The Emet Prize has announced its winners for 2017. The honor is awarded for excellence in academic and professional achievements that have far-reaching influence and make a significant contribution to Israeli society. It is given in five categories: Culture and Art, Exact Sciences, Life Sciences, Social Sciences and Humanities The intention of the Alberto Moscona Nissim Foundation, sponsor of the prize, is to “acknowledge those who view excellence as a way of life, and the fulfillment of human potential as essential to creating a better world for future generations.”
“All of this year’s winners leads their field,” said foundation chairman Arie Dubson.
The prize is unique in that it’s the only prize of its level given only to Israelis. Dubson said Nissim envisioned the Emet Prize as being the equivalent of the Israeli Nobel and, in fact, most Israeli Nobel winners first received the Emet.
Winners receive between $100,000 and $200,000 each – their portion of $1 million in annual Emet Prize money – depending on whether the prize is shared in a particular category.
“The prize is not only for those who get it,” said Dubson.
“These people are an example for every other Israeli to look to and drive toward excellence.”
The winners this year were: • Oded Kotler and Yevgeny Arye shared the Culture and Art prize for acting and directing.
Kotler is an actor and director, most recently directing productions at the Cameri Theater of Tel Aviv. He is best known for his role in the 1967 film Three Days and a Child and won Best Actor at that year’s Cannes Film Festival for that performance.
Arye has directed Tel Aviv’s Gesher Theatre since he helped found it in 1991. He was persuaded by Natan Sharansky to open the theater to serve as a bridge between Russian culture and the Israeli world, in which waves of new emigrés were arriving. Arye brought classical Russian visual staging techniques to Israel.
He has performed and directed around the world, including at New York’s Brooklyn Academy of Music and Lincoln Center, and Washington’s Kennedy Center.
Many of his plays center on the Holocaust with modern story lines. Arye said he is inspired by writers Anton Chekhov, Isaac Bashevis Singer and Fyodor Dostoevsky.
• Technion electrical engineering Prof. Jacob Ziv, a leader in the fields of data compression, information theory and statistical communication theory, was the winner in the Exact Sciences category.
Ziv won the 1993 Israel Prize for exact sciences and other prizes for contributions to information theory, the theory and practice of data compression and technological innovation.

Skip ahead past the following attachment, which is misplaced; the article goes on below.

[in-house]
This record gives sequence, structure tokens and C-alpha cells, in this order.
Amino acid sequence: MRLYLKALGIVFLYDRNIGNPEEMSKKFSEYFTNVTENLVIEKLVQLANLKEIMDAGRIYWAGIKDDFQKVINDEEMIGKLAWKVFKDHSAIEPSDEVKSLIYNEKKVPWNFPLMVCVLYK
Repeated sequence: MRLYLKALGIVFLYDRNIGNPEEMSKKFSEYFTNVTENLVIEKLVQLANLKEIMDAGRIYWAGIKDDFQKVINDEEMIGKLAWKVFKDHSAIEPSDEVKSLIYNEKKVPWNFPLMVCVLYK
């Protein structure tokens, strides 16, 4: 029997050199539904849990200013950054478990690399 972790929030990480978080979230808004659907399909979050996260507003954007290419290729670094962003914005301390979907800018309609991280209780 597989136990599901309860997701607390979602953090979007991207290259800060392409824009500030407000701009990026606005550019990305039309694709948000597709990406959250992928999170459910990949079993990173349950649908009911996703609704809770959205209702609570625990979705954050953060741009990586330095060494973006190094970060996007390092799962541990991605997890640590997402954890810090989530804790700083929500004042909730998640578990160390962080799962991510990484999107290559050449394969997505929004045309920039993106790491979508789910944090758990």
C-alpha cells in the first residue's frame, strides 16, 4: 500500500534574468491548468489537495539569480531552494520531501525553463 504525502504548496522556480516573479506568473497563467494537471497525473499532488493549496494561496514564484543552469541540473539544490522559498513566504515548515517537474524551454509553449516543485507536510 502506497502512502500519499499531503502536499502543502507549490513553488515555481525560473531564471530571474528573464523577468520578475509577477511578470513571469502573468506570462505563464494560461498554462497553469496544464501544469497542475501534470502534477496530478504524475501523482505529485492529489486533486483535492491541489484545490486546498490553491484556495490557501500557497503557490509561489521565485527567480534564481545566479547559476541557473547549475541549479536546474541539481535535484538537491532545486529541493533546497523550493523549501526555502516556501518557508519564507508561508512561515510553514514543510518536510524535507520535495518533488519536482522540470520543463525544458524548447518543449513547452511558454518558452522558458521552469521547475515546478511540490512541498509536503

• Prof. Zelig Eshhar of the Weizmann Institute of Science, Rehovot, and Prof. Alexander Levitzki of Hebrew University of Jerusalem’s Department of Biological Chemistry won the Life Sciences prize for their cancer research.
Eshhar is known for an innovative adaptive immunotherapy treatment technique.
He discovered that patients with advanced blood cancer could go into remission, or even be cured, if they were given T-cells genetically modified with synthetic molecules called chimeric antigen receptors. Such T-cells target and destroy tumor cells.
Eshar has been conducting T-cell research for more than a decade.
While his first human studies were done in the US, Eshhar first tested his theory in Israel on rats and mice, and said in 2016 that he “had been saying for years that we could do this on people.”
Levitzki is similarly known for developing specific chemical inhibitors of cancer-induced protein kinases, pioneering several inhibitors as effective agents against cancer and other diseases. His research served as the basis for the development of two key anticancer drugs: Imatinib, sold under the brand name Gleevec, among others; and Sutinitib, which is marketed as Sutent. He has won several awards.
• Assaf Razin won the Social Sciences prize for helping elucidate the theory and consequences of population growth and its interactions with surrounding economic environments. A Cornell economics professor and Tel Aviv University emeritus, he has guest-lectured at Harvard, Princeton, Northwestern and the University of California, Berkeley.
• Prof. David Heyd was awarded the 2017 Humanities prize. Heyd has been teaching at the Hebrew University in Jerusalem department of philosophy since 1976, specializing in ethical theory, political philosophy and bioethics.
He has published articles on topics ranging from experimentation on human subjects, to wrongful life claims, to prenatal diagnosis. He has publicly debated laws and regulations on bioethical issues in Israel. Heyd has served on government committees on surrogacy, euthanasia, organ donation and genetic technologies and held positions on the National Council of Bioethics and Israel Association of Fertility.
In a recent class, Heyd analyzed the value of preservation versus conservation: “I don’t believe the Mona Lisa has an aesthetic value – or any value at all – if there are no human beings anymore in the world,” Heyd explained.
“If the last man on the planet decided to tear up or burn the Mona Lisa before committing suicide or dying himself, then I think there is nothing we can say, morally speaking or from a values point of view, about this action. The preservation or conservation of Mona Lisa in a human-less world does not have any meaning.”This article was written in cooperation with the AMN Foundation.